Thursday, September 1, 2016

Avoid the Uncanny Valley When Automating Customer Experience Interactions

Source: Pixabay
I wrote some months ago that marketers trying to improve their brands' customer experience can make the mistake of attempting to manufacture emotion rather than evoke it. Emotion is vitally important to build strong customer relationships, but the secret is to evoke positive emotions within your customers, not manufacture it at customers. Nowhere has this difference been more evident to me than in the way some brands stumble into the "uncanny valley" as they automate customer interactions.

If you are not familiar with the concept of the "uncanny valley," it describes the way humans can experience discomfort and even revulsion at robots that appear almost, but not exactly like, real human beings. While this term is typically applied to robots, you can see this effect at work in the way brands automate their customer engagement. Research suggests that automation must balance humans' awareness they are interacting with a machine with the functional and emotional cues provided by that machine. Attempts to make robots too human can create small incongruities that result in oversized negative reactions.

As brands adopt more automation in their social media, bots, IVR systems, marketing programs, and customer care systems, they must be careful that the desire to seem more human doesn't inadvertently cause negative, brand-damaging experiences. Just as a single incorrect line of code can cause an entire application to break, the smallest of missteps into the uncanny valley can damage customer relationships.

The danger to brands of the uncanny valley came to mind recently as I interacted with two brands' automated systems. In each instance, the brand attempted to inject emotion into their automated interactions in a way that created a negative rather than a positive response.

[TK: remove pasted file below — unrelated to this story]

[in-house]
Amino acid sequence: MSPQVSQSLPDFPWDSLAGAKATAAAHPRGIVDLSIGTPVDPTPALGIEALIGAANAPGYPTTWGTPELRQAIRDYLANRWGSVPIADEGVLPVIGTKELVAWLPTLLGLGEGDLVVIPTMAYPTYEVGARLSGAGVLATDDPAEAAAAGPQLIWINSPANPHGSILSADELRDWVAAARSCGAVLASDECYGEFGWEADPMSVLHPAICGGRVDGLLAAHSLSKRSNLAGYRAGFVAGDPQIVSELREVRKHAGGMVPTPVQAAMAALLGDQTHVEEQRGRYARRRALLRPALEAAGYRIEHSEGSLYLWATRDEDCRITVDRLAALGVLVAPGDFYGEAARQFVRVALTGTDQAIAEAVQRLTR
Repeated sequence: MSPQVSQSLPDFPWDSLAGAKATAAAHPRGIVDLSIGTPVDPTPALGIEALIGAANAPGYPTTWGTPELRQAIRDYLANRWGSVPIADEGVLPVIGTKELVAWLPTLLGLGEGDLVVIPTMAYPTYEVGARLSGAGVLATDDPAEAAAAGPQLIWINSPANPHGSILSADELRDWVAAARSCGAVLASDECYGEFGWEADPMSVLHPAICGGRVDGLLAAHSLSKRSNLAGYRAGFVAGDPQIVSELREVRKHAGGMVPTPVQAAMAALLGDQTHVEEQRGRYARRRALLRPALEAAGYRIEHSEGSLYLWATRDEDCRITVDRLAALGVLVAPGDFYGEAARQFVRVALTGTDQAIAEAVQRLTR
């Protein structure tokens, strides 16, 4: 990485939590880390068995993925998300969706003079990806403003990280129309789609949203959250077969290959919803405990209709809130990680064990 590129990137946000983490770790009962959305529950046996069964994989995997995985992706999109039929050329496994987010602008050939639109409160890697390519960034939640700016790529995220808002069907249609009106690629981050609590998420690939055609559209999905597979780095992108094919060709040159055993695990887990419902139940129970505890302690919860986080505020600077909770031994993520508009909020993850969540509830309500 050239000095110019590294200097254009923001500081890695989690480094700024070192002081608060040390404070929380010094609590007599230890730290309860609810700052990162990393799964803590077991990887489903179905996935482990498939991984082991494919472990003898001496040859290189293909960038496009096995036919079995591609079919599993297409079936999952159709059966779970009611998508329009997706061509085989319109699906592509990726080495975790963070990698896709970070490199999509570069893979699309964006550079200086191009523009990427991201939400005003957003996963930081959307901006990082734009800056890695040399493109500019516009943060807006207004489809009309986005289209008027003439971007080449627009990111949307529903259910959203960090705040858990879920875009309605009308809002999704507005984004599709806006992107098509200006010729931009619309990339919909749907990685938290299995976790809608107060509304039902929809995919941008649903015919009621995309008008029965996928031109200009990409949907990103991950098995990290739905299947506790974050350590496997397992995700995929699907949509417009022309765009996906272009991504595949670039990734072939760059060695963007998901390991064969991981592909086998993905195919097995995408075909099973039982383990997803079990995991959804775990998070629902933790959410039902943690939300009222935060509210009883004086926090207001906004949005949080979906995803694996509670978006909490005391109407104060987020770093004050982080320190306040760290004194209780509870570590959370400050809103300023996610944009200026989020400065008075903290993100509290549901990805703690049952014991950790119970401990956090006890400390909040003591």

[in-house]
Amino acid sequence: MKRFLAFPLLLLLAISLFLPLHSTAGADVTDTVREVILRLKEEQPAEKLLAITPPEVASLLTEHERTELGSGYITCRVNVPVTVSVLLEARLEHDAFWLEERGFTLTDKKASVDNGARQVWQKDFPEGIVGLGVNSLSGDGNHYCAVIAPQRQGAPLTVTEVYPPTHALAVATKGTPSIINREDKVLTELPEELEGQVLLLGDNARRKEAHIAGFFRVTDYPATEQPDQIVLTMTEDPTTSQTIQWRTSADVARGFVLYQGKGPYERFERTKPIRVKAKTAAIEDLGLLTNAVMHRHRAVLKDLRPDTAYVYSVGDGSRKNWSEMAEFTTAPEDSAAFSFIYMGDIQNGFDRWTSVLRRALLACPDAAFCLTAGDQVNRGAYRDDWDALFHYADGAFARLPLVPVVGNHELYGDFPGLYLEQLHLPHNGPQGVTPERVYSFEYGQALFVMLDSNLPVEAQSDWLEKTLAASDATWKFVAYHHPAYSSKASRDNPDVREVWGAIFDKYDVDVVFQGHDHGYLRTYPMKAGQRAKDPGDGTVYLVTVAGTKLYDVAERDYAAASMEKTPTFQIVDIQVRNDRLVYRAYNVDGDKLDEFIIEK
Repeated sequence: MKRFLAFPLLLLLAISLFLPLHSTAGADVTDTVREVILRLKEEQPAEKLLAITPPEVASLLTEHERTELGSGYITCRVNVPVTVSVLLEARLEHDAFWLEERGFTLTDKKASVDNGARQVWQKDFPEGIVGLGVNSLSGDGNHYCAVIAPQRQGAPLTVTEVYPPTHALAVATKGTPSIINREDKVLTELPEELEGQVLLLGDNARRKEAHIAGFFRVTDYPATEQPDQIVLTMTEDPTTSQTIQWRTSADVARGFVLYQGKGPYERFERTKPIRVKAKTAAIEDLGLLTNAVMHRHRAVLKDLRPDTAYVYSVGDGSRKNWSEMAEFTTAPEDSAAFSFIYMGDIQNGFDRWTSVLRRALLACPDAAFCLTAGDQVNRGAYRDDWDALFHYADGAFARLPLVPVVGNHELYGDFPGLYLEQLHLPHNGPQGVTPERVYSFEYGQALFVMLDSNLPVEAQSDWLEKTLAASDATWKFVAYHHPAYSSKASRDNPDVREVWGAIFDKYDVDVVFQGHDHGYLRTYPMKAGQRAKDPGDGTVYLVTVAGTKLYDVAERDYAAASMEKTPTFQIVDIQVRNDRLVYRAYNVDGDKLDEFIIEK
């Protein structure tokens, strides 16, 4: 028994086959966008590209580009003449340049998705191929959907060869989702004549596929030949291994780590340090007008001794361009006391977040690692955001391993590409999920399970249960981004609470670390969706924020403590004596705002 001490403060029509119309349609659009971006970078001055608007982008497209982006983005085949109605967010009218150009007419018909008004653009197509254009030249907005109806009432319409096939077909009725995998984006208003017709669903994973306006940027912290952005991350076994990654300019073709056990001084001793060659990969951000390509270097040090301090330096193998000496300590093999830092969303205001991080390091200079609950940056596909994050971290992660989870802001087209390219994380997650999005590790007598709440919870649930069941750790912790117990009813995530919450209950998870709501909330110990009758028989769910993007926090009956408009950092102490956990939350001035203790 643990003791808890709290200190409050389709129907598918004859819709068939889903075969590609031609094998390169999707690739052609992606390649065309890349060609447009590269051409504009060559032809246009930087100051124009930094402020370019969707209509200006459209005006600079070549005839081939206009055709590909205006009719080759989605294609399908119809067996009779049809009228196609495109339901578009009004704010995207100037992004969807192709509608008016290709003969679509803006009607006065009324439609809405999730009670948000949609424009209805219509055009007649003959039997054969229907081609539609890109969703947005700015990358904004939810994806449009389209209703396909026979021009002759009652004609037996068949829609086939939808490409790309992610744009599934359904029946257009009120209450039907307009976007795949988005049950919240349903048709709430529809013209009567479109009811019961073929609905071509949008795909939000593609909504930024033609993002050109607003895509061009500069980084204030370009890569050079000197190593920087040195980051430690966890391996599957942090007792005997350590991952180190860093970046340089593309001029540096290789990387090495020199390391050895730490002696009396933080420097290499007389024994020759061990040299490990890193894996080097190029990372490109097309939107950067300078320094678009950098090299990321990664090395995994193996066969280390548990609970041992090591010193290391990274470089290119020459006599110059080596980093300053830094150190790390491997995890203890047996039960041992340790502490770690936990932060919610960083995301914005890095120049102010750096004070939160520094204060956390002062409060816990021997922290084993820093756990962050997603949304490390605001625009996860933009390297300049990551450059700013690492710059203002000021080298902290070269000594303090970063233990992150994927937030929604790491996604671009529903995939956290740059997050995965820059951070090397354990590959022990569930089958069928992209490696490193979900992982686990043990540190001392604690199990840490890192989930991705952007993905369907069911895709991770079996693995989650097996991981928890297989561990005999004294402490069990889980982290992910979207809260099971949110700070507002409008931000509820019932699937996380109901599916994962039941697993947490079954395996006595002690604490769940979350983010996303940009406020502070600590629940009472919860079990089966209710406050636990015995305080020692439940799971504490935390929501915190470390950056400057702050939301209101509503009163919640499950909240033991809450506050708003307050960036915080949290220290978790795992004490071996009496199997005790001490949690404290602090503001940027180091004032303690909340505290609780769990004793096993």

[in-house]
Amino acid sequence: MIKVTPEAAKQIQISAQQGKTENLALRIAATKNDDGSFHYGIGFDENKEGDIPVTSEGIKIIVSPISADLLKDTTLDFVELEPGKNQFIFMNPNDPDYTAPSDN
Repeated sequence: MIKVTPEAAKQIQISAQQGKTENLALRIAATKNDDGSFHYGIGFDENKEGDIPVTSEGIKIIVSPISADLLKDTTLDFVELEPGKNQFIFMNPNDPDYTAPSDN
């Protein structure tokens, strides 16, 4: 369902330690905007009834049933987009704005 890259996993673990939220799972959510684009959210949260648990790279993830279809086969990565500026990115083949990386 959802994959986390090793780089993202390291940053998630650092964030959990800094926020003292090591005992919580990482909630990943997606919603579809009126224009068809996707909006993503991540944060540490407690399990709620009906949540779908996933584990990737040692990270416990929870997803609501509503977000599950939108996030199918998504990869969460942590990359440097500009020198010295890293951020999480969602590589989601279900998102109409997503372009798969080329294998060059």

A Virtual Trainer Tries to Bolster My Ego

An online training program "hosted" by an imaginary virtual trainer provided positive feedback to a quiz response, telling me, "I'm proud of you." My reaction was profoundly negative for a number of reasons, not the least of which is that this pre-programmed, artificial being has no ability to feel anything, much less pride. The program designer stumbled into the uncanny valley, ascribing human emotion to a computer program. I know the system isn't human; the instructional designer knew the system isn't human; only the system seemed not to know this, and that felt creepy.

Another factor was that the level of praise was not appropriately matched to my action. The question I was presented was painfully obvious, and answering it correctly was no challenge. This level of effusive praise for such a simple behavior felt condescending, as if someone told me how proud they were I was able to tie my own shoes.

For another example of the uncanny valley, an examination of how brands stumble with this in social media and three tips to avoid the issue, please continue reading the complete blog post on my Gartner blog.

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